Family of Halloween crush victim withdraws lawsuit against Apple

By Kuksung Nam, The Readable
Aug. 4, 2023 8:34PM GMT+9

The legal dispute between Apple and the parents of a young victim tragically injured during a Halloween event has reached its conclusion. The family has made the choice to withdraw their legal pursuit against the tech behemoth regarding access to their deceased child's smartphone.

The Ho law firm, acting as legal representatives for the grieving family, announced on Thursday their decision to formally retract the lawsuit filed against Apple's South Korean division on July 20. This legal action, initiated by the parents of a victim caught in a crowd surge incident, was brought before the court on June 15 with the primary aim of seeking transparency and answers surrounding their son's untimely demise. In October of last year, the crowd surge during Halloween festivities claimed the lives of 151 individuals, including the deceased victim.

In an official submission to the Seoul Central District Court on June 21, the family formally petitioned Apple for the unlocking of the late victim's iPhone 7 Plus. Their intent was to unravel the mystery behind his presence at the event, an unusual departure from his customary interests. As per the guidelines set forth on Apple's official website, access to a deceased individual's information is possible for relatives, contingent upon their validation as lawful inheritors through a court-sanctioned decree.

According to statements from the legal spokesperson, Apple clarified during the consultation phase that should an incorrect password be entered repeatedly resulting in device lockout, the option to unlock the phone without resorting to a complete reset becomes unfeasible. In this particular case, the victim's phone became deactivated due to multiple unsuccessful attempts by the parents to gain entry, unknowingly inputting incorrect passcodes. This scenario raises the possibility that reactivation of the phone by the company might lead to the irreversible erasure of the deceased individual's final communications.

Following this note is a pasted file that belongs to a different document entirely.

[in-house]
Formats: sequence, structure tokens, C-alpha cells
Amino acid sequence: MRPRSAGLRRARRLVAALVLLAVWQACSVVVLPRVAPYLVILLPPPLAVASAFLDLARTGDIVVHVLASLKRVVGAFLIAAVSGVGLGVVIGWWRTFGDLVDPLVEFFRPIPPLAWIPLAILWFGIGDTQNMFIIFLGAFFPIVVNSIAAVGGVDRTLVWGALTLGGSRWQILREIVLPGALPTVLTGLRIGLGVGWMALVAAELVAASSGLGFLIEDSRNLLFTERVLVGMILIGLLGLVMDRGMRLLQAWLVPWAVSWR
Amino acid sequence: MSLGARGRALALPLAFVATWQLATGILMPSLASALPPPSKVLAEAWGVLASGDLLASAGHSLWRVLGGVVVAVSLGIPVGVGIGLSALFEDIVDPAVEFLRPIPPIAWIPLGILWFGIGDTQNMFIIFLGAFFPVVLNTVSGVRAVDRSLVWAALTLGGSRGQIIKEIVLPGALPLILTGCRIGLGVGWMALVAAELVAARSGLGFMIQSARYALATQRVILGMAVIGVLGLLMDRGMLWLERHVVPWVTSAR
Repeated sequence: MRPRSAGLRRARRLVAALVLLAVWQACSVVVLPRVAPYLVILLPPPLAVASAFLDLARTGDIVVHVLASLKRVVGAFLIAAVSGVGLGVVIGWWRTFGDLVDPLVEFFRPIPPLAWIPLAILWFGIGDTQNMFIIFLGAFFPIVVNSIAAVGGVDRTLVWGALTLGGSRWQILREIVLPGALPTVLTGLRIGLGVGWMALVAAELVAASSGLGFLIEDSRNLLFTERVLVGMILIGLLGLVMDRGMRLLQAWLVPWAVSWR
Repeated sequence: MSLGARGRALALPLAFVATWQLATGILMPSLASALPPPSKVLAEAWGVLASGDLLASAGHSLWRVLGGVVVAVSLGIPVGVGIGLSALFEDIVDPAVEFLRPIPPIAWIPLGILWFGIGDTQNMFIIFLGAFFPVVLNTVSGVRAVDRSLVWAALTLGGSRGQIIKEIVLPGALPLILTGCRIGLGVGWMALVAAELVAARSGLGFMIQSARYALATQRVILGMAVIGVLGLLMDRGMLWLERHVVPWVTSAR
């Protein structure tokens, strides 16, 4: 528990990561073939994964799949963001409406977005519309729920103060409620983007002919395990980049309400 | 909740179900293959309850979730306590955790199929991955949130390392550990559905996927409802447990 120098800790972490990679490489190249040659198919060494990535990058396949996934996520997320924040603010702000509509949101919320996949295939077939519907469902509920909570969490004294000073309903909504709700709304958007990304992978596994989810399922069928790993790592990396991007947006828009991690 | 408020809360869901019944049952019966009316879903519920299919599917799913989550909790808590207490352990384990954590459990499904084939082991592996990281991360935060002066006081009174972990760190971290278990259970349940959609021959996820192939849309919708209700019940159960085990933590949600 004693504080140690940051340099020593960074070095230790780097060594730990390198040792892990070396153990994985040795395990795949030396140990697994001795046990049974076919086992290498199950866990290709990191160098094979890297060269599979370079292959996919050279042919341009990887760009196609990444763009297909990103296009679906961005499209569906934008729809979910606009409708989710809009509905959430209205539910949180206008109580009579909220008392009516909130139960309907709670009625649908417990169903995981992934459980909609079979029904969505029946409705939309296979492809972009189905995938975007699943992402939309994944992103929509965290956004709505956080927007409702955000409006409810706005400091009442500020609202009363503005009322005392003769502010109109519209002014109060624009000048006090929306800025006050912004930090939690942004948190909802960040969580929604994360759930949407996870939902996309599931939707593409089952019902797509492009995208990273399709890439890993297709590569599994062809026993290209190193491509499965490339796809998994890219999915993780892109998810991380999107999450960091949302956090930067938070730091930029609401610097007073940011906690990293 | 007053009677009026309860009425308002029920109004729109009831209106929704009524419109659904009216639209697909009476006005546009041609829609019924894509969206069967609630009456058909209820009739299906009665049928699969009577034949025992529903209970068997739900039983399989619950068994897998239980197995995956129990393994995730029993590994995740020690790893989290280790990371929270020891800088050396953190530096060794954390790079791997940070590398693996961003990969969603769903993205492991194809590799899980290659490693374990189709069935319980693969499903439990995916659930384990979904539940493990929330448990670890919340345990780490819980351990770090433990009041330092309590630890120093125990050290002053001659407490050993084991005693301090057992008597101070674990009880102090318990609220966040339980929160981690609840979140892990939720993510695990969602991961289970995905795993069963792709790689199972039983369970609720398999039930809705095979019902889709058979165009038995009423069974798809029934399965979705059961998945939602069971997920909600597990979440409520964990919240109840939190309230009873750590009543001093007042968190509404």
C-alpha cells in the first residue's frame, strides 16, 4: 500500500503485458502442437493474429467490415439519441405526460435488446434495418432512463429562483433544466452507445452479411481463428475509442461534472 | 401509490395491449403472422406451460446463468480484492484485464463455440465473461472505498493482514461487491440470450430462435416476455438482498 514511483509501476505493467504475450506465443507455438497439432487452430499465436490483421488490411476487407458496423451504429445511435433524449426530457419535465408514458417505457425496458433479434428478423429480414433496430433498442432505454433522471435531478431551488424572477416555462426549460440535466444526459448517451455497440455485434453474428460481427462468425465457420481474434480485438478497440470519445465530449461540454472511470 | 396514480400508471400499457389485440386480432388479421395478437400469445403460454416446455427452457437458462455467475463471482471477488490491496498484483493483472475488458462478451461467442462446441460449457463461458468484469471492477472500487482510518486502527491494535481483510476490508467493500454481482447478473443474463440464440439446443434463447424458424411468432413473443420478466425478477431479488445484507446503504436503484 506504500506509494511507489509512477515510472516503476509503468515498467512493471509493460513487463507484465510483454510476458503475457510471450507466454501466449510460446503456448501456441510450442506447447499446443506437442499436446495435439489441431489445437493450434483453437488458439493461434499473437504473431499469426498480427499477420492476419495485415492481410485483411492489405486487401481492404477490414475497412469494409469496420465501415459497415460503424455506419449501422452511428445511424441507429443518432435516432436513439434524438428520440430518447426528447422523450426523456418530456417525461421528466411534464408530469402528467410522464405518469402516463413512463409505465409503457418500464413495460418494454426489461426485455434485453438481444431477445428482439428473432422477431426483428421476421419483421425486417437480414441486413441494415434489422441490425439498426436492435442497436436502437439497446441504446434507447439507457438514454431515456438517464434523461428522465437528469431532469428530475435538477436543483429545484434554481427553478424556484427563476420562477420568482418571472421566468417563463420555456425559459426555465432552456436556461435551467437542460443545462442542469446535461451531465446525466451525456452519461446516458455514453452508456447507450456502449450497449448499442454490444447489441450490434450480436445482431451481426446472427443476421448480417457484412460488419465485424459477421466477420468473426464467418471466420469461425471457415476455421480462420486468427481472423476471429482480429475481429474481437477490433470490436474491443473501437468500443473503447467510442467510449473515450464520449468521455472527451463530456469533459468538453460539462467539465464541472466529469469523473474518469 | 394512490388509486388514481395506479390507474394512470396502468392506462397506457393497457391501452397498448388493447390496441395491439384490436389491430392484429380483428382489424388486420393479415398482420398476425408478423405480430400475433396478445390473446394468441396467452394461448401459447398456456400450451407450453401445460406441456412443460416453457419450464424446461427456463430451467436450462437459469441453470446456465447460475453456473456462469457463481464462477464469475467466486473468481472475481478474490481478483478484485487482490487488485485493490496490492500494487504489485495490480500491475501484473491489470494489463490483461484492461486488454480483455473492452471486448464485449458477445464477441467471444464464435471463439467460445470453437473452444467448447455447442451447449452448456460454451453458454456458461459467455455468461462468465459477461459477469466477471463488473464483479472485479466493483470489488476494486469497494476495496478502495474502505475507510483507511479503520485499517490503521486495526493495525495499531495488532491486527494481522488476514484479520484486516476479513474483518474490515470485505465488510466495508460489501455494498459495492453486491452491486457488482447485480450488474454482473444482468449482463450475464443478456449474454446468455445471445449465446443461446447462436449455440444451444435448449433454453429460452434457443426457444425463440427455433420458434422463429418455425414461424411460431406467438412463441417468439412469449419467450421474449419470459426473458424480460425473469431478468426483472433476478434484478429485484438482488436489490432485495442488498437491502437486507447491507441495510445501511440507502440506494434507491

“The family members, placing their trust in Apple's assertions, reached the conclusion that pursuing the case further would be pointless,” stated Hwang Ho-jun, legal counsel representing the Ho law firm, in a conversation with The Readable. Hwang further disclosed that deliberations between Apple's South Korean division and the bereaved family revolved around the prospect of publicly disclosing the rationale behind their decision to retract the lawsuit. Consequently, both parties arrived at a consensus to release an official statement.

The Readable reached out to Apple to request a comment on the lawsuit but did not receive an immediate response.

The cover image of this article was designed by Sangseon Kim.

Kuksung Nam is a journalist for The Readable. She has extensively traversed the globe to cover the latest stories on the cyber threat landscape and has been producing in-depth stories on security and privacy by engaging with industry giants, foreign government officials and experts. Before joining The Readable, Kuksung reported on politics for one of South Korea’s top-five local newspapers, The Kyeongin Ilbo. Her journalistic skills and reportage earned her the coveted Journalists Association of Korea award in 2021 for her essay detailing exclusive stories about the misconduct of a former government official. She holds a Bachelor’s degree in French from Hankuk University of Foreign Studies, a testament to her linguistic capabilities.